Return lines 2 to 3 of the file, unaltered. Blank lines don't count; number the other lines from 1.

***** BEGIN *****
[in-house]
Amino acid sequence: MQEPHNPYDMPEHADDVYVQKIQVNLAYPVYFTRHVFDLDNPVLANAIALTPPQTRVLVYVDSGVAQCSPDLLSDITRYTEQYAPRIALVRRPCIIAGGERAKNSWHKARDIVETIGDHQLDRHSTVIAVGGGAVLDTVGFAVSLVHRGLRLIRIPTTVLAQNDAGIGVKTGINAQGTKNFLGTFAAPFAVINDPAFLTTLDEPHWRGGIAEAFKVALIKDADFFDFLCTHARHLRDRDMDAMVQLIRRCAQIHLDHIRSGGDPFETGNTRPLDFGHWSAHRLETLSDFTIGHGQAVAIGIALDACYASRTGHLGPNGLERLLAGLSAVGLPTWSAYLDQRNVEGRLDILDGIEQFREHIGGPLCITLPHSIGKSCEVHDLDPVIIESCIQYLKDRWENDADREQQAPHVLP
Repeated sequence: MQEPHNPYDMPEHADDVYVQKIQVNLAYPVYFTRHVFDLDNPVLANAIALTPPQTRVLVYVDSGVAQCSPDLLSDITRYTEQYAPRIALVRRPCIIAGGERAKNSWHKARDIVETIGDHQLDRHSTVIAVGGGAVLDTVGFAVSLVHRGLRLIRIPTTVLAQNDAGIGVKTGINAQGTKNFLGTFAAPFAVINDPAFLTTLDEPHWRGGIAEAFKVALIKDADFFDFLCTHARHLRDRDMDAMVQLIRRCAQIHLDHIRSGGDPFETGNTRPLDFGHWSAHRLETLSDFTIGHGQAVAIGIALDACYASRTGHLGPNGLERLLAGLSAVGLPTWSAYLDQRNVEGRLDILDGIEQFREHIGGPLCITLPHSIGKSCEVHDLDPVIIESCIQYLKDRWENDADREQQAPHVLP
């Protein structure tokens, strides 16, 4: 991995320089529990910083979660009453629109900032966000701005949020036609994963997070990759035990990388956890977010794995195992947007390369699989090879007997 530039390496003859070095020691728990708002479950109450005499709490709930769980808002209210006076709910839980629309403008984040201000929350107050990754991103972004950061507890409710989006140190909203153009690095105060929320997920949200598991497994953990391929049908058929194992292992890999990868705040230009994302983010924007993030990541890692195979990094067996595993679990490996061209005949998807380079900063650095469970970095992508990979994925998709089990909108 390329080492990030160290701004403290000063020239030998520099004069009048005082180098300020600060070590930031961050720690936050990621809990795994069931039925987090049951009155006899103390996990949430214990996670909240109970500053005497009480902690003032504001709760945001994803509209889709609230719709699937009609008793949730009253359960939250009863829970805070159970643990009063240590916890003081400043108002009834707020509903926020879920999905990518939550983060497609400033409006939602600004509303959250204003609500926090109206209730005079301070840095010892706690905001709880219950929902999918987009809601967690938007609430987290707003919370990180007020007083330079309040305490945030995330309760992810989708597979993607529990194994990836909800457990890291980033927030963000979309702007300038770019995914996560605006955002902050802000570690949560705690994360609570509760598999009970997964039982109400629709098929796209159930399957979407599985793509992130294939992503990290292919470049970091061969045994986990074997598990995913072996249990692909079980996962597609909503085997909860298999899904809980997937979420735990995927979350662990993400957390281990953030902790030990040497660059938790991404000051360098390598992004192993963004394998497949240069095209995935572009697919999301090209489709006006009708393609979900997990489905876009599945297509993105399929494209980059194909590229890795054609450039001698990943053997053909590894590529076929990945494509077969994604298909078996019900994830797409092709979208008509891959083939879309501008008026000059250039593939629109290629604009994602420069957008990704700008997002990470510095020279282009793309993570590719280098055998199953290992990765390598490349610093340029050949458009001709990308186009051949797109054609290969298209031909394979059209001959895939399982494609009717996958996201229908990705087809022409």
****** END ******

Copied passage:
Amino acid sequence: MQEPHNPYDMPEHADDVYVQKIQVNLAYPVYFTRHVFDLDNPVLANAIALTPPQTRVLVYVDSGVAQCSPDLLSDITRYTEQYAPRIALVRRPCIIAGGERAKNSWHKARDIVETIGDHQLDRHSTVIAVGGGAVLDTVGFAVSLVHRGLRLIRIPTTVLAQNDAGIGVKTGINAQGTKNFLGTFAAPFAVINDPAFLTTLDEPHWRGGIAEAFKVALIKDADFFDFLCTHARHLRDRDMDAMVQLIRRCAQIHLDHIRSGGDPFETGNTRPLDFGHWSAHRLETLSDFTIGHGQAVAIGIALDACYASRTGHLGPNGLERLLAGLSAVGLPTWSAYLDQRNVEGRLDILDGIEQFREHIGGPLCITLPHSIGKSCEVHDLDPVIIESCIQYLKDRWENDADREQQAPHVLP
Repeated sequence: MQEPHNPYDMPEHADDVYVQKIQVNLAYPVYFTRHVFDLDNPVLANAIALTPPQTRVLVYVDSGVAQCSPDLLSDITRYTEQYAPRIALVRRPCIIAGGERAKNSWHKARDIVETIGDHQLDRHSTVIAVGGGAVLDTVGFAVSLVHRGLRLIRIPTTVLAQNDAGIGVKTGINAQGTKNFLGTFAAPFAVINDPAFLTTLDEPHWRGGIAEAFKVALIKDADFFDFLCTHARHLRDRDMDAMVQLIRRCAQIHLDHIRSGGDPFETGNTRPLDFGHWSAHRLETLSDFTIGHGQAVAIGIALDACYASRTGHLGPNGLERLLAGLSAVGLPTWSAYLDQRNVEGRLDILDGIEQFREHIGGPLCITLPHSIGKSCEVHDLDPVIIESCIQYLKDRWENDADREQQAPHVLP